In the song “Gee, Officer Krupke” (“West Side Story”), Stephen Sondheim writes, “Dear kindly Sergeant Krupke, you gotta understand; It’s just our bringin’ up-ke, that gets us out of hand; Our mothers all are junkies, our fathers all are drunks; Golly Moses, naturally we’re punks!” Good luck getting that melody out of your head.
I am not entirely sure what Moses has to do with the Jets and Sharks. But I know, at least from parshat Ki Tetzei, that Moses would not support their claim to Officer Krupke. It is a tradition as old as time — blaming our parents for our actions (and holding children responsible for the actions of parents). And it is one that Torah seeks to dispel.
“Fathers shall not be put to death for [the actions of] their children, and children shall not be put to death for [the actions of] their fathers; every man shall be put to death for his own sin” (Deuteronomy 24:16).
While it seems only natural that parents and children bear some degree of responsibility in either direction, the Torah is introducing a revolutionary concept here — one that negates the practice of virtually every other surrounding culture, and some cultures to the present day. Dr. Jeffrey Tigay points out: “Elsewhere in ancient Near Eastern law, the notion that members of a man’s family were an extension of his own personality, rather than individuals in their own right, was sometimes taken to such an extreme that if a man harmed a member of another’s family, he was punished by the same harm being done to a member of his own family, often the corresponding member.”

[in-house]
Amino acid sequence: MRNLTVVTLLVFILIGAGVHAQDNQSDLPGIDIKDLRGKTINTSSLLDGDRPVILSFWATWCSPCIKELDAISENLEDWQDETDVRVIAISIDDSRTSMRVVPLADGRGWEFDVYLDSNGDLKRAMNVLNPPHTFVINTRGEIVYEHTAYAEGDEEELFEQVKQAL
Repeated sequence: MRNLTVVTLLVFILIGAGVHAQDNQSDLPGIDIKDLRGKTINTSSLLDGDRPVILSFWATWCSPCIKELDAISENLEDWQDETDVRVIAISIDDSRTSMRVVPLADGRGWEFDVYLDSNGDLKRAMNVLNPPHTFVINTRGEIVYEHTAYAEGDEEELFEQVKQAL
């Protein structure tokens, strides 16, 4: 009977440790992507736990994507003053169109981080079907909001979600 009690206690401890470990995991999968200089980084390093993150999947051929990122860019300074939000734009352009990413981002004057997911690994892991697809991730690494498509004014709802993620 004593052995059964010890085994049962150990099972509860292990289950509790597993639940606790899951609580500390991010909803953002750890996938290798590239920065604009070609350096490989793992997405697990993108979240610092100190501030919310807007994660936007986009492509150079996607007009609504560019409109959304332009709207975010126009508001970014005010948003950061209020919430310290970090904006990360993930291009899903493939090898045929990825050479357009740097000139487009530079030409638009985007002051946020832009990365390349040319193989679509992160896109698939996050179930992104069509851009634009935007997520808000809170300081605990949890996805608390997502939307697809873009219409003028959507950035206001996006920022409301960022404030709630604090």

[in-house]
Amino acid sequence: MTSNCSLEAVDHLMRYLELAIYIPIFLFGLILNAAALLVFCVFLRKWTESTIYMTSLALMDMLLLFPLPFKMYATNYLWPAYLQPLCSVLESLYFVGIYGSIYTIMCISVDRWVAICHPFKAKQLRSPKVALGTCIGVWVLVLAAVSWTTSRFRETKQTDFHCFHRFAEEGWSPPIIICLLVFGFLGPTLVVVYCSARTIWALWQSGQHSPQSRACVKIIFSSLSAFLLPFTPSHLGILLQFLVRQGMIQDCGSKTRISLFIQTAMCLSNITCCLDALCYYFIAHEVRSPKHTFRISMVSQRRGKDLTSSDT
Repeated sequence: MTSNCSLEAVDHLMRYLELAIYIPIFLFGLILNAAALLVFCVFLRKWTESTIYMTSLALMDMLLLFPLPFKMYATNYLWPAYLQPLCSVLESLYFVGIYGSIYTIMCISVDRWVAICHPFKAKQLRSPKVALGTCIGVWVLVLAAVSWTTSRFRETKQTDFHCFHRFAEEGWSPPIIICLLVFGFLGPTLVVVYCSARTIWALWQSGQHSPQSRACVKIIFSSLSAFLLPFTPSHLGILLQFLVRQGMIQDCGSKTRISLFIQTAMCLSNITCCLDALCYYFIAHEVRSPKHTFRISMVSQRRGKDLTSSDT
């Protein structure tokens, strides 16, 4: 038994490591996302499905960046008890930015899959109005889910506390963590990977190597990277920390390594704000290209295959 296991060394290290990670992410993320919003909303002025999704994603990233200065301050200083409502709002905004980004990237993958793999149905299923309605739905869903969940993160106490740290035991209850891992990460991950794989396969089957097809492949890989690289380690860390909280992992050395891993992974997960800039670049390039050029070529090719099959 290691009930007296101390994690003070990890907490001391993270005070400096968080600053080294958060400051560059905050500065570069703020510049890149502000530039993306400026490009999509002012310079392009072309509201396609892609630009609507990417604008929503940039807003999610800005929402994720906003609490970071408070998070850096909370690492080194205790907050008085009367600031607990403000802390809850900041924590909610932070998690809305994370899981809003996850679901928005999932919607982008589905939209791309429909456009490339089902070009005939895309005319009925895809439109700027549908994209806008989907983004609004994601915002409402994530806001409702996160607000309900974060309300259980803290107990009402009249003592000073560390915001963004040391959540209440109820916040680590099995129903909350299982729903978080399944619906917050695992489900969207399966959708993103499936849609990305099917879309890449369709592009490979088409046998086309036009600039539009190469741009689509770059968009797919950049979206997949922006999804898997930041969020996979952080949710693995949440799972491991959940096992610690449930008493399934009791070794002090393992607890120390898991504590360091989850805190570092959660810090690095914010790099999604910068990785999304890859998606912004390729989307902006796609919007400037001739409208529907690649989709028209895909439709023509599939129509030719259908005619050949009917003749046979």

Whenever some horrific event happens at the hands of a young person, there is an initial judgment: “Where were the parents, and why didn’t they stop their child?”
In the viral post “I Am Adam Lanza’s Mother,” Liza Long attempts to relate what it is to be the parent of a child with serious mental illness. She hopes that her own words will both steer the conversation after Sandy Hook toward appropriate mental-health support and treatment, as well as challenge those who would automatically convict Adam Lanza’s family of his actions.
In recent weeks, at his sentencing hearing, Ariel Castro claimed that he was “not a monster,” in part by blaming his sickness on abuse he suffered as a child. While certainly a component of his abhorrent actions, he cannot deflect responsibility by taking the Officer Krupke defense.
Critics are quick to point out that while the verse cited here is clear, there are several other verses that portray God as “visiting the sins of fathers on sons, to the third and fourth generations.” Tradition squares the conflict by suggesting that it is God’s judgment that reflects the context of parents and children, while our human judgment (in the courts and in our hearts) must be careful not to make this dangerous transference of guilt.
In our season of preparation for the High Holy Days, the instructive element of this verse is the conclusion: Each person is accountable for his/her own actions. We are not held responsible for anyone else’s failures, and this should bring relief and encouragement. Yet, we are intended to answer for our own shortcomings, and this must inspire self-reflection — teshuvah, return.